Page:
surgery in NCAA athletes
Mayer E, Lai WC, Sulziki P, Vail J, and Hame SL. Am J Sports Med. 2016. [Epub
Ahead of Print].
athlete who sustained an injury requiring surgery prior to college is more
likely to sustain an injury that needs surgery during their college career.
athletics is beginning at increasingly younger ages. This leads to more
numerous and severe injuries prior to competing in collegiate athletics. We
previously highlighted a study of athletes at one university (see below), which
indicated that these athletes were more likely to have a new injury if they had
surgery before college. However, it would be helpful if we had a better
understanding of the risk of reinjury among athletes with a history of surgery
before college. Therefore, Wang and colleagues completed a retrospective cohort
study to assess the relationship between precollege surgeries and injury in
college. Researchers reviewed all medical charts of student athletes who
participated in athletics at the University of California at Los Angeles
between 2003 and 2009 (n = 1141, 587 males, 557 females, 20 sports). Pre-collegiate
surgeries were recorded via athlete’s pre-participation physical examination. The
authors used injury data from the university’s Sports Injury Monitoring System
to identify acute or chronic injuries that required orthopaedic surgery.
Overall, 186 (16%) athletes had surgery before college. The most common joints
requiring surgery were knee (88 athletes, 8%) and wrist or hand (32 athletes, 3%).
During collegiate athletics, 181 (16%) athletes underwent 261 surgeries. The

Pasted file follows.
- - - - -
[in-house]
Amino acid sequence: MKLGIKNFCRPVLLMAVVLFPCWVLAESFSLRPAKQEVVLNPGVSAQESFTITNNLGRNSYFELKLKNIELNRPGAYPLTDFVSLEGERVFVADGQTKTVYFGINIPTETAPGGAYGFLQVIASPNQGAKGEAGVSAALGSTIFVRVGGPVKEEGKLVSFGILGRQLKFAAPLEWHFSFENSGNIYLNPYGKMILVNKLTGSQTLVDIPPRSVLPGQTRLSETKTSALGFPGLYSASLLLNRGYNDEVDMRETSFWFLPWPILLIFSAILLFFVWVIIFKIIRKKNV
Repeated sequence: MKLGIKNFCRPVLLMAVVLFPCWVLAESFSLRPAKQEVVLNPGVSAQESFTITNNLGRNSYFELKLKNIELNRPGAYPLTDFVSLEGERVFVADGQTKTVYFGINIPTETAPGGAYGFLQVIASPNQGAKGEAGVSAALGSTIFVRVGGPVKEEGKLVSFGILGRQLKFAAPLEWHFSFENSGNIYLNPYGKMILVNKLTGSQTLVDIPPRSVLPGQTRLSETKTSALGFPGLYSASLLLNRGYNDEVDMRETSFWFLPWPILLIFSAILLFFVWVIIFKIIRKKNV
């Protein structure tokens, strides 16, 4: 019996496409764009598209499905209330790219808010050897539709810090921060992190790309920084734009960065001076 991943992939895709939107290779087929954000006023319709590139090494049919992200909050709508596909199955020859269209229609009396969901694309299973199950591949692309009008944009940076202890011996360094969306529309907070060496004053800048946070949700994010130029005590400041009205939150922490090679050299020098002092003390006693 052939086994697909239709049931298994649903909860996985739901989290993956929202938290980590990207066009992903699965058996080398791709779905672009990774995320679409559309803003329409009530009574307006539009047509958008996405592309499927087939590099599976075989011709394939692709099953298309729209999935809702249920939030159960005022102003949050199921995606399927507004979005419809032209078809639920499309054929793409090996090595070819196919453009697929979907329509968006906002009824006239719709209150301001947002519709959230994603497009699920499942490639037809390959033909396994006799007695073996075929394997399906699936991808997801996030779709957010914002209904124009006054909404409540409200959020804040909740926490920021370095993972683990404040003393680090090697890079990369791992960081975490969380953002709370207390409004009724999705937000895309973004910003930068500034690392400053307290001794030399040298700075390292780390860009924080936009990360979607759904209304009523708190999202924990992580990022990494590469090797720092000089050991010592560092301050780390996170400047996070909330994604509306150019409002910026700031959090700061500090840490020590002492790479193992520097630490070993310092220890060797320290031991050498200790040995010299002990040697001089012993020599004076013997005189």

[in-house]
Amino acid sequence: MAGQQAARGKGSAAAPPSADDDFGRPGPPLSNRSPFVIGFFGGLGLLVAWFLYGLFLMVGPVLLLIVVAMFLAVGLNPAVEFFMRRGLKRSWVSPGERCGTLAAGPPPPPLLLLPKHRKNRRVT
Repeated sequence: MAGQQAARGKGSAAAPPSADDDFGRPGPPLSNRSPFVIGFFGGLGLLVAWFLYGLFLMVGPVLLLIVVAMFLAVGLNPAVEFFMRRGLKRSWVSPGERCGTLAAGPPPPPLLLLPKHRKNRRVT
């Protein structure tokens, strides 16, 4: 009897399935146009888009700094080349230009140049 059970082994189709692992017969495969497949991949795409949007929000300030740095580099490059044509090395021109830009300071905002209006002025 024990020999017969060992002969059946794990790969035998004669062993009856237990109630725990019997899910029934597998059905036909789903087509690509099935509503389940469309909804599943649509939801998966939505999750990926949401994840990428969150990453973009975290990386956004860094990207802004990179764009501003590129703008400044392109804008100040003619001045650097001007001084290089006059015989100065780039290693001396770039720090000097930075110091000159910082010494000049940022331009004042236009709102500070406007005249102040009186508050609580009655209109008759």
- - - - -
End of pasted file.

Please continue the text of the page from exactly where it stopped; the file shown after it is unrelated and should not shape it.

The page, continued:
authors found that an athlete with a history of knee surgery before college was
more likely to have a surgery in college. This was found even after accounting
for an athlete’s sex or sport. Furthermore, an athlete with a history of
surgery before college was more likely to have a subsequent surgery to the same
limb compared with other extremities.
presents some interesting results that further support the notion that athletes
who sustained an injury severe enough to require surgery prior to college were more
likely to sustain another injury during college that would also require
surgery. This may suggest that the wear and tear of sport has a cumulative
effect on the body. Thus, the younger an athlete is when they begin
participating in sport the more susceptible they may become. Furthermore, the
data presented in the current study suggest that these athletes may benefit
from further rehabilitation and training. This additional rehabilitation and
training may help address deficiencies in mechanics or strength and may help
protect an athlete from further injury. This study suggests that pre-college
level athletes who sustain injuries, especially knee injuries should be educated
regarding their potential increased risk of subsequent injury and be evaluated
to determine if they need additional rehabilitation or training.
How do you educate your patients on the potential risk of future injury? Do you
feel your athletes would be receptive to this counseling?
Wang, D., Rugg, C., Mayer, E., Lai, W., Sulzicki, P., Vail, J., & Hame, S. (2016). Precollegiate Knee Surgery Predicts Subsequent Injury Requiring Surgery in NCAA Athletes The American Journal of Sports Medicine DOI: 10.1177/0363546516634306